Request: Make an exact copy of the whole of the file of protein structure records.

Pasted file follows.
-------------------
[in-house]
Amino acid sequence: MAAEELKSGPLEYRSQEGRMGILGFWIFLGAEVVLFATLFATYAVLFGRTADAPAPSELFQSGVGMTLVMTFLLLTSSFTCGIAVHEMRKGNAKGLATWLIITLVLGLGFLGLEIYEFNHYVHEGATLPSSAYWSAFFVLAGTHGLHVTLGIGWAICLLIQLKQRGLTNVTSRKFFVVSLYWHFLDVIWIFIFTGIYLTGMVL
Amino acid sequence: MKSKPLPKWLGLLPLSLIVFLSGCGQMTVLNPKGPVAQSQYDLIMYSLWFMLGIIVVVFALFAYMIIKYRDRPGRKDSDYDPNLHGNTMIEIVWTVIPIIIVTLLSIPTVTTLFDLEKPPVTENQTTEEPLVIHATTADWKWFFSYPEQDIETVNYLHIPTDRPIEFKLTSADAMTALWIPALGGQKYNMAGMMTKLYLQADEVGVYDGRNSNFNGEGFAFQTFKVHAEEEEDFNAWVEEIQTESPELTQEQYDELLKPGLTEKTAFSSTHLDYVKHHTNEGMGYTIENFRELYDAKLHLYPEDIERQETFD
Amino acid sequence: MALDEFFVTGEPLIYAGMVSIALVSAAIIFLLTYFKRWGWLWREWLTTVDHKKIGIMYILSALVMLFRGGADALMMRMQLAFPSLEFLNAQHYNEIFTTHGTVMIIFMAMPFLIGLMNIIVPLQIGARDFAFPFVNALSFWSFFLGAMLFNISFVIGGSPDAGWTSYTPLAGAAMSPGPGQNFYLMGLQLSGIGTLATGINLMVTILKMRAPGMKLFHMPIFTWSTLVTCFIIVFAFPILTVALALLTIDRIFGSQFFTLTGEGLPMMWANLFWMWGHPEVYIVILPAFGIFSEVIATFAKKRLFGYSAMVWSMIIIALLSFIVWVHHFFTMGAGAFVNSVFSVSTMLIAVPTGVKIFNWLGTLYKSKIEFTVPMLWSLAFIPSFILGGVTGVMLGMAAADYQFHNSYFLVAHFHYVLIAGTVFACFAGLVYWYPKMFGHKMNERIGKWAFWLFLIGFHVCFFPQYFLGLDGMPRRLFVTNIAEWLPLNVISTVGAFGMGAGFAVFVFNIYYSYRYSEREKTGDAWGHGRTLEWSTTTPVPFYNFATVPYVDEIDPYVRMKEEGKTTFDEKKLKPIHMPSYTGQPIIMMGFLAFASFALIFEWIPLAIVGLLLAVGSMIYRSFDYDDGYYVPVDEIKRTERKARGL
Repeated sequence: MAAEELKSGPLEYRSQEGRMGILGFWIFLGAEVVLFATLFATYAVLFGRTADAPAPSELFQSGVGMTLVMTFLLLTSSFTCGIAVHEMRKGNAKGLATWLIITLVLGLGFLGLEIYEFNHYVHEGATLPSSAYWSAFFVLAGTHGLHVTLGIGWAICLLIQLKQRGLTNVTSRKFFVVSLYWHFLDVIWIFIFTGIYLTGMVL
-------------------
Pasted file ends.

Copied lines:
[in-house]
Amino acid sequence: MAAEELKSGPLEYRSQEGRMGILGFWIFLGAEVVLFATLFATYAVLFGRTADAPAPSELFQSGVGMTLVMTFLLLTSSFTCGIAVHEMRKGNAKGLATWLIITLVLGLGFLGLEIYEFNHYVHEGATLPSSAYWSAFFVLAGTHGLHVTLGIGWAICLLIQLKQRGLTNVTSRKFFVVSLYWHFLDVIWIFIFTGIYLTGMVL
Amino acid sequence: MKSKPLPKWLGLLPLSLIVFLSGCGQMTVLNPKGPVAQSQYDLIMYSLWFMLGIIVVVFALFAYMIIKYRDRPGRKDSDYDPNLHGNTMIEIVWTVIPIIIVTLLSIPTVTTLFDLEKPPVTENQTTEEPLVIHATTADWKWFFSYPEQDIETVNYLHIPTDRPIEFKLTSADAMTALWIPALGGQKYNMAGMMTKLYLQADEVGVYDGRNSNFNGEGFAFQTFKVHAEEEEDFNAWVEEIQTESPELTQEQYDELLKPGLTEKTAFSSTHLDYVKHHTNEGMGYTIENFRELYDAKLHLYPEDIERQETFD
Amino acid sequence: MALDEFFVTGEPLIYAGMVSIALVSAAIIFLLTYFKRWGWLWREWLTTVDHKKIGIMYILSALVMLFRGGADALMMRMQLAFPSLEFLNAQHYNEIFTTHGTVMIIFMAMPFLIGLMNIIVPLQIGARDFAFPFVNALSFWSFFLGAMLFNISFVIGGSPDAGWTSYTPLAGAAMSPGPGQNFYLMGLQLSGIGTLATGINLMVTILKMRAPGMKLFHMPIFTWSTLVTCFIIVFAFPILTVALALLTIDRIFGSQFFTLTGEGLPMMWANLFWMWGHPEVYIVILPAFGIFSEVIATFAKKRLFGYSAMVWSMIIIALLSFIVWVHHFFTMGAGAFVNSVFSVSTMLIAVPTGVKIFNWLGTLYKSKIEFTVPMLWSLAFIPSFILGGVTGVMLGMAAADYQFHNSYFLVAHFHYVLIAGTVFACFAGLVYWYPKMFGHKMNERIGKWAFWLFLIGFHVCFFPQYFLGLDGMPRRLFVTNIAEWLPLNVISTVGAFGMGAGFAVFVFNIYYSYRYSEREKTGDAWGHGRTLEWSTTTPVPFYNFATVPYVDEIDPYVRMKEEGKTTFDEKKLKPIHMPSYTGQPIIMMGFLAFASFALIFEWIPLAIVGLLLAVGSMIYRSFDYDDGYYVPVDEIKRTERKARGL
Repeated sequence: MAAEELKSGPLEYRSQEGRMGILGFWIFLGAEVVLFATLFATYAVLFGRTADAPAPSELFQSGVGMTLVMTFLLLTSSFTCGIAVHEMRKGNAKGLATWLIITLVLGLGFLGLEIYEFNHYVHEGATLPSSAYWSAFFVLAGTHGLHVTLGIGWAICLLIQLKQRGLTNVTSRKFFVVSLYWHFLDVIWIFIFTGIYLTGMVL